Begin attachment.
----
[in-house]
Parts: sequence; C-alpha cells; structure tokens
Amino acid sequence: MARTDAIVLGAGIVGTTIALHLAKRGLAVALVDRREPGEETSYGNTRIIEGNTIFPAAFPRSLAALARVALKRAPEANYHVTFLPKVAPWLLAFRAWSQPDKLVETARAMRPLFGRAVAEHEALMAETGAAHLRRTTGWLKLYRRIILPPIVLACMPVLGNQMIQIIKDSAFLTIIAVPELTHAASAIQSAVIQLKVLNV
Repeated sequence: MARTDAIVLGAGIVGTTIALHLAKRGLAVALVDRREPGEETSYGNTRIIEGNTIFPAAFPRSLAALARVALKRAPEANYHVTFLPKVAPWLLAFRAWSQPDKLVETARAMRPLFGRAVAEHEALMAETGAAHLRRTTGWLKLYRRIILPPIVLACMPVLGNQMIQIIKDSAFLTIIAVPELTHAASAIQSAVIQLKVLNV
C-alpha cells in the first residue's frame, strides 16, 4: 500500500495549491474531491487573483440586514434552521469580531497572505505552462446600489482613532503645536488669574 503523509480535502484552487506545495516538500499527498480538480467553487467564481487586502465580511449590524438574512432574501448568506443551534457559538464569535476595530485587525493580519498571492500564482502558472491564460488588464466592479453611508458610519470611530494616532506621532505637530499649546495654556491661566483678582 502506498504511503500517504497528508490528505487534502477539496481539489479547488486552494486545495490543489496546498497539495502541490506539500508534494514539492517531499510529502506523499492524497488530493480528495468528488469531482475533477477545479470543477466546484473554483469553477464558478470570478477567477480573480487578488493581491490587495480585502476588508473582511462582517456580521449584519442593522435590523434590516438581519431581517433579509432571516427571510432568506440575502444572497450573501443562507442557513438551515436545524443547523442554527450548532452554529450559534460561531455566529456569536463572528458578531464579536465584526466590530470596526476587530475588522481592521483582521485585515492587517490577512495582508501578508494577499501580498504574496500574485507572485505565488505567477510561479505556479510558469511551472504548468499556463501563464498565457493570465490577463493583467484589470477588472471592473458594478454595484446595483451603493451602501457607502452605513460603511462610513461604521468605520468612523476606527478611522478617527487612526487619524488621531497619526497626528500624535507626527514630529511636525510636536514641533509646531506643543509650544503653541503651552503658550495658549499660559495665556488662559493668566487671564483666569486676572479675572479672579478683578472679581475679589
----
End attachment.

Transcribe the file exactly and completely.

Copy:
[in-house]
Parts: sequence; C-alpha cells; structure tokens
Amino acid sequence: MARTDAIVLGAGIVGTTIALHLAKRGLAVALVDRREPGEETSYGNTRIIEGNTIFPAAFPRSLAALARVALKRAPEANYHVTFLPKVAPWLLAFRAWSQPDKLVETARAMRPLFGRAVAEHEALMAETGAAHLRRTTGWLKLYRRIILPPIVLACMPVLGNQMIQIIKDSAFLTIIAVPELTHAASAIQSAVIQLKVLNV
Repeated sequence: MARTDAIVLGAGIVGTTIALHLAKRGLAVALVDRREPGEETSYGNTRIIEGNTIFPAAFPRSLAALARVALKRAPEANYHVTFLPKVAPWLLAFRAWSQPDKLVETARAMRPLFGRAVAEHEALMAETGAAHLRRTTGWLKLYRRIILPPIVLACMPVLGNQMIQIIKDSAFLTIIAVPELTHAASAIQSAVIQLKVLNV
C-alpha cells in the first residue's frame, strides 16, 4: 500500500495549491474531491487573483440586514434552521469580531497572505505552462446600489482613532503645536488669574 503523509480535502484552487506545495516538500499527498480538480467553487467564481487586502465580511449590524438574512432574501448568506443551534457559538464569535476595530485587525493580519498571492500564482502558472491564460488588464466592479453611508458610519470611530494616532506621532505637530499649546495654556491661566483678582 502506498504511503500517504497528508490528505487534502477539496481539489479547488486552494486545495490543489496546498497539495502541490506539500508534494514539492517531499510529502506523499492524497488530493480528495468528488469531482475533477477545479470543477466546484473554483469553477464558478470570478477567477480573480487578488493581491490587495480585502476588508473582511462582517456580521449584519442593522435590523434590516438581519431581517433579509432571516427571510432568506440575502444572497450573501443562507442557513438551515436545524443547523442554527450548532452554529450559534460561531455566529456569536463572528458578531464579536465584526466590530470596526476587530475588522481592521483582521485585515492587517490577512495582508501578508494577499501580498504574496500574485507572485505565488505567477510561479505556479510558469511551472504548468499556463501563464498565457493570465490577463493583467484589470477588472471592473458594478454595484446595483451603493451602501457607502452605513460603511462610513461604521468605520468612523476606527478611522478617527487612526487619524488621531497619526497626528500624535507626527514630529511636525510636536514641533509646531506643543509650544503653541503651552503658550495658549499660559495665556488662559493668566487671564483666569486676572479675572479672579478683578472679581475679589